House Votes to Ban Trade in Big Cats as Pets and as Props For Roadside Zoos
Washington, D.C. — The U.S. House of Representatives overwhelmingly passed the Big Cat Public Safety Act tonight by a vote of 272 to 114, eight months after the salacious reality television series “Tiger King” put the animal welfare and public safety issues of private ownership of tigers and lions on the American radar screen.
The legislation seeks to ban the trade in big cats as pets and to halt exploitation of the animals for cub petting at roadside zoos — two forms of commerce that have been creating a stream of big cats who soon get too big and dangerous to handle and then are discarded by the industry and face subsequent peril. Animal Wellness Action, Big Cat Rescue, the Animal Wellness Foundation, the Center for a Humane Economy, and SPCA International were among a major set of animal welfare, law enforcement, and conservation groups backing the measure.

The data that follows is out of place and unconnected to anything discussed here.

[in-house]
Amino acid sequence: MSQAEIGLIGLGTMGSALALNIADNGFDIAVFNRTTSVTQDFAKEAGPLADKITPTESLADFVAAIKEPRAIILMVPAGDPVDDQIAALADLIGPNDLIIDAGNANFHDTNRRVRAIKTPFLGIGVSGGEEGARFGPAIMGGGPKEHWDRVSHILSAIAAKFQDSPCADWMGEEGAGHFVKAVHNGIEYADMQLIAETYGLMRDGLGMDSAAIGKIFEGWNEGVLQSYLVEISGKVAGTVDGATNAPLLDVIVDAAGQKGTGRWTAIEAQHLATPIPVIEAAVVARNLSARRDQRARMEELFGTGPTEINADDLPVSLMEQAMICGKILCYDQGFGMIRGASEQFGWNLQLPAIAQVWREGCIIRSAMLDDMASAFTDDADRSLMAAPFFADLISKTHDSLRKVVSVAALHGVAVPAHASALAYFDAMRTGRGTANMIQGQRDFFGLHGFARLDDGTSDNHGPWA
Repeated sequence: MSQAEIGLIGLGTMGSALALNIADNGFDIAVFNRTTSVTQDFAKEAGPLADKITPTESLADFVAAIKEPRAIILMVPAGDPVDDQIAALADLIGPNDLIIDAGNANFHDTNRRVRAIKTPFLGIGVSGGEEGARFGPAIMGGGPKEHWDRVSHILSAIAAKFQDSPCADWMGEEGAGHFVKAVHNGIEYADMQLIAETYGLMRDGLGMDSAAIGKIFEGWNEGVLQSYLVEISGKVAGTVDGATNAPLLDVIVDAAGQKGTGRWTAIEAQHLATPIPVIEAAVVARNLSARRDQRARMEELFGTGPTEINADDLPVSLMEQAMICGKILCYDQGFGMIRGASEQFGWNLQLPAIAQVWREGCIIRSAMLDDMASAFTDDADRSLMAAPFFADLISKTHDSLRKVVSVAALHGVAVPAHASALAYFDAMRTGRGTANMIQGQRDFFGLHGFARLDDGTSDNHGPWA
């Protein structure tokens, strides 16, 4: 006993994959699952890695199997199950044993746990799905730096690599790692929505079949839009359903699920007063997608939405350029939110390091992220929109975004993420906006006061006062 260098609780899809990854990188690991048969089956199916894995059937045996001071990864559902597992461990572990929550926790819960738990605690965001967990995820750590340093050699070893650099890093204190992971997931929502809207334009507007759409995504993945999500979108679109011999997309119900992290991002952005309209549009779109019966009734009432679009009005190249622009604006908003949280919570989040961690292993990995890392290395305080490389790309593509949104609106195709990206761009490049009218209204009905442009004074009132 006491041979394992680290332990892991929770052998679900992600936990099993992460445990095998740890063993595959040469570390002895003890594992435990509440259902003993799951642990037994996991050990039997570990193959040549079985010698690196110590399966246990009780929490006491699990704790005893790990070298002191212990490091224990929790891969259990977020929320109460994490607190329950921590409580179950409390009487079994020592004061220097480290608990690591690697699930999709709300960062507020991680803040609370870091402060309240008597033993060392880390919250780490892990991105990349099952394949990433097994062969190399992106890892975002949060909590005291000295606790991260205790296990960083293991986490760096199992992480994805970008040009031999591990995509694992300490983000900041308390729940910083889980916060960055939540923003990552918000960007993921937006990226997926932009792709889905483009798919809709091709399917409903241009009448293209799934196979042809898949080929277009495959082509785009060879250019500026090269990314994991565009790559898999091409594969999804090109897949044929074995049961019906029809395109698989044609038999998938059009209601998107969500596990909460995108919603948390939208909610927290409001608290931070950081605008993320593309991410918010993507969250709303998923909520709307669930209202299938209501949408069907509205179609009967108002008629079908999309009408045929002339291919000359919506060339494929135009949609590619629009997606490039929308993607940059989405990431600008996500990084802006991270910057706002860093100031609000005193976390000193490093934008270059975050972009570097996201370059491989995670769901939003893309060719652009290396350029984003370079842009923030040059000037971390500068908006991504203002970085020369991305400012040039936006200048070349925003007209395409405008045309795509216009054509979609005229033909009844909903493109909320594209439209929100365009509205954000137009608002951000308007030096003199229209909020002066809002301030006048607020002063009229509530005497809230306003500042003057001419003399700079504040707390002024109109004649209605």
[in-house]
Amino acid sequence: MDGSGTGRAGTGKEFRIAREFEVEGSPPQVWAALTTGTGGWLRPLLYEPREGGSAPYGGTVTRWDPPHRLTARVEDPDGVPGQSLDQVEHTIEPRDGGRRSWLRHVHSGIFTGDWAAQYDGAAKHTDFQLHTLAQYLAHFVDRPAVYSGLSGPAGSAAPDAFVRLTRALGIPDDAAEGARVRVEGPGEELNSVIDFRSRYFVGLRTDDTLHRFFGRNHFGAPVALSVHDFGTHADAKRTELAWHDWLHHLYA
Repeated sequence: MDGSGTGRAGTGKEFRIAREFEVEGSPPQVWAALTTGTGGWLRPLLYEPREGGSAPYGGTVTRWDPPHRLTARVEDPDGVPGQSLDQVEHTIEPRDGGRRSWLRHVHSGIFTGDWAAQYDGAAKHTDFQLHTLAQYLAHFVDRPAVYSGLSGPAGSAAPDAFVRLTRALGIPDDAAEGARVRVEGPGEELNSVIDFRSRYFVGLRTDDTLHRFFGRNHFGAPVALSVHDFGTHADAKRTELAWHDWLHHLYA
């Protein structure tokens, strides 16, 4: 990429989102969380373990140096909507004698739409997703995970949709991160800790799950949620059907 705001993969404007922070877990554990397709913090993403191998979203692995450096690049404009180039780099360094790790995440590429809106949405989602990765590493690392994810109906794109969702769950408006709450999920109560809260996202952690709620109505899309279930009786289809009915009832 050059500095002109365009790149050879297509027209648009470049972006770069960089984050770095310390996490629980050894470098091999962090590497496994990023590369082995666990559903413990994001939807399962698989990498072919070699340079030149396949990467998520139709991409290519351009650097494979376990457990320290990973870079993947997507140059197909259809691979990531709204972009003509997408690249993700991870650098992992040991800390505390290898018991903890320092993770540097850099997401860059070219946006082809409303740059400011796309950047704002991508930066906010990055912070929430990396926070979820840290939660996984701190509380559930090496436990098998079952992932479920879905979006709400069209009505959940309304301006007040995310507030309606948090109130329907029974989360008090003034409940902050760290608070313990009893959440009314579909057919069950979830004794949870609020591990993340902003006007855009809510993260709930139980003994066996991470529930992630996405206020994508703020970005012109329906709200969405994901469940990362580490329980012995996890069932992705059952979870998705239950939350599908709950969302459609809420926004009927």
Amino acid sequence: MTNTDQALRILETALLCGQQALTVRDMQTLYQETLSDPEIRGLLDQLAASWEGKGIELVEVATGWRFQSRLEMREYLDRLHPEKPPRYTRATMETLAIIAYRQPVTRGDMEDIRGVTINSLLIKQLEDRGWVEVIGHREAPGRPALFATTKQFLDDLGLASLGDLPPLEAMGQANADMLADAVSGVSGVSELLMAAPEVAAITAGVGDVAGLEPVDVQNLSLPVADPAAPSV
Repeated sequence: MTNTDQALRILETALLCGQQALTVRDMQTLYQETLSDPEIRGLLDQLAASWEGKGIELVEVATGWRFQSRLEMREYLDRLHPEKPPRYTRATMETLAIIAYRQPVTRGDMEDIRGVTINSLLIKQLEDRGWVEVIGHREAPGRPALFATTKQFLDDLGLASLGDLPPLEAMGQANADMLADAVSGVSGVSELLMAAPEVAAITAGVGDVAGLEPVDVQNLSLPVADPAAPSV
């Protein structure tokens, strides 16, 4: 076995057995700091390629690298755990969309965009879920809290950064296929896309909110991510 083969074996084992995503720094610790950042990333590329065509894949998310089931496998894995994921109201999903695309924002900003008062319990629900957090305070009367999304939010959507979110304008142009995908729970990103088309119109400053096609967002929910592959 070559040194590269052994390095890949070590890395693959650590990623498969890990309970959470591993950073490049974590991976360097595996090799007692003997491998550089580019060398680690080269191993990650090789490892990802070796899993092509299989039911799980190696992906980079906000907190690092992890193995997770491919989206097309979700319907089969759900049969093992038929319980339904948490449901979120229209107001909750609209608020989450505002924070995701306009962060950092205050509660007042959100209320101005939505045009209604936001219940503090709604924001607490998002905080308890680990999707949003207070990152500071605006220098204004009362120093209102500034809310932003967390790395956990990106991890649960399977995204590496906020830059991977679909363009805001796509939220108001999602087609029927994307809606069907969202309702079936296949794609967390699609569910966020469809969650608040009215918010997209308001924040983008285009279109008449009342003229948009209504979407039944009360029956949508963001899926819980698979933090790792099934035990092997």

“Big cats are amazing, but best viewed at a distance in the wild or through a sound barrier at an accredited zoo,” said Wayne Pacelle, president of Animal Wellness Action. “Breeding them for the pet trade or for cub petting is a hazard for people and the animals, and we give a big roar of approval to Reps. Mike Quigley and Brian Fitzpatrick for leading the way on getting the bill passed today in the House.”
“We are thrilled that the Big Cat Public Safety Act passed the House with bipartisan support to protect the big cats from abuse, the public and first responders from injuries and death, and the tiger in the wild from extinction,” said Big Cat Rescue CEO and Founder Carole Baskin. “None of these important goals are partisan in any way and we hope the Senate will follow suit quickly to make it into law.”
In many cases, when big cats are discarded by roadside zoos, it is a network of animal sanctuaries that are asked to house the animals for the remainder of their lives, and it is an enormous expense.